Jim Schuh: A bunch of stuff
By Jim Schuh
In California, local politicians apparently don’t have much to do.
The Rasmussen Report recently sent out this information: A mayor in southern California is moving to ban neckties from the city’s dress code, saying they impede blood flow to the brain.
I suspect the mayor was wearing a necktie when he came up with his proposal, and it hindered blood flow to his brain.
When I first spotted this report, my thought was, “Doesn’t the mayor have better things to do, like finding a way to reduce property taxes or fix the streets? The second thing was that such idiotic ideas seem to happen a lot in California, and maybe Oregon and Vermont too, with more than their share of weird people living there.
Anyway, the mayor’s proposal isn’t likely to get anywhere. Rasmussen reports that Americans aren’t ready to ditch their neckties and almost no one thinks it’s the government’s place to dictate fashion.
Just eleven percent favor a ban on neckties. They’re likely the ones who have just a few of them and every one has gravy stains on it.
Mr. Mayor, we’re still able to decide what to wear and we don’t need your help, thank you. Get back to your office and play solitaire on your computer or better yet, do something constructive for your city.
I found something else to note. The American Consumers Newsletter published a report that says nearly half (45%) of teens are online with social media almost constantly, half that number admit that social media are “mostly negative, and among them the largest share says social media allows bullying and rumors to spread.” Just one percent rate it positive.
The survey of 13 to 17-year olds found that 95 percent have a smartphone or access to one, 45 percent are online almost constantly, 97 percent of teenage boys and 83 percent of teenage girls play video games, 85 percent use YouTube and 88 percent have a computer at home.
I suspect none of this comes as a surprise.
Do you believe in “sayings?” Business Insider tackled some of the maxims we heard and followed as youngsters. For example, “An apple a day keeps the doctor away.”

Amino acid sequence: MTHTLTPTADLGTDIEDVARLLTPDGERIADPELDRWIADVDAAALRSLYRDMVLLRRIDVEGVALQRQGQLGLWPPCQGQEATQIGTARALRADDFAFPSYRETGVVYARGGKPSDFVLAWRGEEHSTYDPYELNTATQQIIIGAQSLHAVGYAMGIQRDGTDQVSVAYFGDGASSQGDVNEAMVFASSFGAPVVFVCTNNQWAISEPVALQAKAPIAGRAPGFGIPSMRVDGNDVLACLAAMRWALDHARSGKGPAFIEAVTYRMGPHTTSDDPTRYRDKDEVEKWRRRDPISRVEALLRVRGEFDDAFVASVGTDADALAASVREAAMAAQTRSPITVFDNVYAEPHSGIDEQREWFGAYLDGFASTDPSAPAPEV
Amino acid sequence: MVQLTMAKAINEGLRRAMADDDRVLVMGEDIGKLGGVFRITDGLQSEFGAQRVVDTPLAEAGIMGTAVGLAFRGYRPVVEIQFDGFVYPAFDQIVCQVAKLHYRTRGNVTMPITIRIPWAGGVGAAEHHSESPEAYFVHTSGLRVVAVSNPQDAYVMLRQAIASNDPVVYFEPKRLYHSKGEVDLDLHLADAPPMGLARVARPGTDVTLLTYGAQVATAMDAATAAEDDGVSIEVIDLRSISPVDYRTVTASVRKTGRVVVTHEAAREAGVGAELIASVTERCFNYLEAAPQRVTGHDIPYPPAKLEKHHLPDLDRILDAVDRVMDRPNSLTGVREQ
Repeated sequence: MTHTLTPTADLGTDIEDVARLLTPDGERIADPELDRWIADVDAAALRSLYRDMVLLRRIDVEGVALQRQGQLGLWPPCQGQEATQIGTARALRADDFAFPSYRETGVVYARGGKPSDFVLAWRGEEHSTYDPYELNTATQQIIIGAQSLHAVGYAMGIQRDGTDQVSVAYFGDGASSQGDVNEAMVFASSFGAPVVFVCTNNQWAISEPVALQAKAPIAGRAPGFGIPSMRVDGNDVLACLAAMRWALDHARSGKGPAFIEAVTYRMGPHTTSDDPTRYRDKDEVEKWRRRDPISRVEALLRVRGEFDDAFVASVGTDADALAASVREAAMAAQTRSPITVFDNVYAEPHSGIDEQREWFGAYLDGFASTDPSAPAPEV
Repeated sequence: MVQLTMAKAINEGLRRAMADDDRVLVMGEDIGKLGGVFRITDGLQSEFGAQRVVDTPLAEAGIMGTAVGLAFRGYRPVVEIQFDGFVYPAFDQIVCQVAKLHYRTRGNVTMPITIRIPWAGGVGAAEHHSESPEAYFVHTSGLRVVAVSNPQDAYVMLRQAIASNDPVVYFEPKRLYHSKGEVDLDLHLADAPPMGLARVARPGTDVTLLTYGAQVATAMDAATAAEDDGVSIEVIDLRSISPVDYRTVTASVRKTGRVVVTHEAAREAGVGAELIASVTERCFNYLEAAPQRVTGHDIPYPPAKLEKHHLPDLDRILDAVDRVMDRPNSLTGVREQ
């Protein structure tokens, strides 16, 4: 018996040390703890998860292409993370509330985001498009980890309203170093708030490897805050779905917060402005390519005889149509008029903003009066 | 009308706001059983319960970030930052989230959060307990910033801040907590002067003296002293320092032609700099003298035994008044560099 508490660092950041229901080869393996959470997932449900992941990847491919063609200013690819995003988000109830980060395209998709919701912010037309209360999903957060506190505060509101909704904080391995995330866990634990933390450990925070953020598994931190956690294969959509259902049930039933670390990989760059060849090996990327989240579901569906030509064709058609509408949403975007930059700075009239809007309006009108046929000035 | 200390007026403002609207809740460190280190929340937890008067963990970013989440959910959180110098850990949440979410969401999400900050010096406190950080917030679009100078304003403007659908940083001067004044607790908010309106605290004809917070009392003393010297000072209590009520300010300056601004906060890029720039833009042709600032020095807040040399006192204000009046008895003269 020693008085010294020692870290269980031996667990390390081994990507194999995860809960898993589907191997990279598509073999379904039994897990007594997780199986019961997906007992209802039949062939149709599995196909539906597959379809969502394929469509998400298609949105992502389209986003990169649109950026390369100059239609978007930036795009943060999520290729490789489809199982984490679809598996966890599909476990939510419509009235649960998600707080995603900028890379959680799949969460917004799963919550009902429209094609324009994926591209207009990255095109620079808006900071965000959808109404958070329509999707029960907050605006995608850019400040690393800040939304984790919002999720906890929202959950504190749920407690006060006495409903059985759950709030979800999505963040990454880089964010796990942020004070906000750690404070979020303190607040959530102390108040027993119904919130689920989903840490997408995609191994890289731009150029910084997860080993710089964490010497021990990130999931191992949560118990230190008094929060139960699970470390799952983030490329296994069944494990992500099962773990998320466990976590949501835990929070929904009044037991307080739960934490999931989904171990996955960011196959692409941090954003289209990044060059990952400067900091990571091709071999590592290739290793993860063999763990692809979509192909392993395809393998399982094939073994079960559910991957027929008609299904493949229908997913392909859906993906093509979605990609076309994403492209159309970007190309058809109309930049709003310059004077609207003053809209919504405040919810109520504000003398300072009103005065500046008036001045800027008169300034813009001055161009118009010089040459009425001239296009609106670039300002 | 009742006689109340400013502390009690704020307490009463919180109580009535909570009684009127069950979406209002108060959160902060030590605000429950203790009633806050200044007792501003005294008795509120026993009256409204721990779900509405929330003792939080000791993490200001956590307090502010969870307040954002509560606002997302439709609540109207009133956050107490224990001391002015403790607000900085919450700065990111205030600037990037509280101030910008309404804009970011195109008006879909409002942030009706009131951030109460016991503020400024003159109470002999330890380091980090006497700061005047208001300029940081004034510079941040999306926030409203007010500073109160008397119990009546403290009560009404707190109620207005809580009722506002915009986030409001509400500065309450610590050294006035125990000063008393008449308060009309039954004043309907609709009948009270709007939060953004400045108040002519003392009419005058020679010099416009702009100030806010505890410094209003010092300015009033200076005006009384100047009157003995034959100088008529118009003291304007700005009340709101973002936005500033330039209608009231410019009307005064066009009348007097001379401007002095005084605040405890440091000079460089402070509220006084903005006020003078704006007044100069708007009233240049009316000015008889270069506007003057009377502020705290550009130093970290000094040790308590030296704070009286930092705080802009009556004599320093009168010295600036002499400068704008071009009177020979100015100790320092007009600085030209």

Well, apples contain vitamin C and fiber, but if you get a virus or bacteria invade your system, an apple doesn’t help. The publication suggests getting a flu shot, even if you eat apples.
Let’s look at a few more – “Coffee stunts your growth.” I heard that a lot growing up. But there’s no research to back that up. The fellow who founded Post cereals advertised that coffee was “nerve poison” and should never be served to children. Turns out he was trying to sell Postum as an alternative to coffee.
How about this – “Wait an hour after eating before you go swimming, so you won’t get cramps and drown.” We always followed that rule as kids, but it turns out there’s no evidence to support it. While cramps do happen while swimming, what’s in your stomach doesn’t cause them.
We used to joke that if you wanted to cause parents trouble, give their kids sugary treats before their bedtime because that would cause hyperactivity and they wouldn’t go to sleep. But it turns out there’s no valid scientific study to back the claim. Here’s what Business Insider says: “The idea that refined sugar causes ADHD or makes symptoms worse is popular, but more research discounts this theory than supports it.”
We’ve all heard the claim that natural sugars, like those in honey or fruits, are better for you than refined sugar. Apparently, the body can’t tell the difference. The real issue here is that sweet treats contain lots of sugar, and therefore, calories – that’s what you should be watching.
Is brown sugar better for you than plain white sugar? Brown sugar is mostly white sugar with molasses, and your body can’t distinguish one from the other. It’s sugar.
Someone has had too much to drink and develops a hangover. Remember the advice to try “a little hair of the dog that bit you?” It turns out that’s nonsense. Drinking a Bloody Mary the next morning doesn’t cure a hangover, it just prolongs it. Coffee doesn’t work, either. It’s a diuretic that rids your body of liquid and makes it more likely to prolong the hangover.
We always ate our carrots to make sure we had “good eyesight,” especially at night. While vitamin A in carrots is good for eye health, it won’t give you super eyesight.
My mother taught us that we need to drink eight glasses of water a day to stay healthy. (She never did, by the way.) Researchers haven’t found any relationship between drinking lots of water and several diseases in otherwise healthy people. Water has no calories, and a good rule is that when you’re thirsty, drink some water.
There are many other food myths, so be careful about what you believe. Chocolate doesn’t give you acne, and it doesn’t take seven years for a stick of gum to digest if you swallow it. It just moves through your system like anything else.
Does it get any better than this?
Not long ago, a member of the Pope’s Swiss Guards was about to marry his fiancé in a small Vatican church when a wedding crasher entered the sacristy and told the priest about to perform the wedding that he’d like to officiate. The interloper – Pope Francis himself. Nobody in the wedding party knew he was coming.
The pope’s appearance surprised everyone, and some wondered if the man was really the pope.
The Brazilian priest who stood aside told the media, “I saw him as a true parish priest who takes care for (sic) his own sheep in the parish.”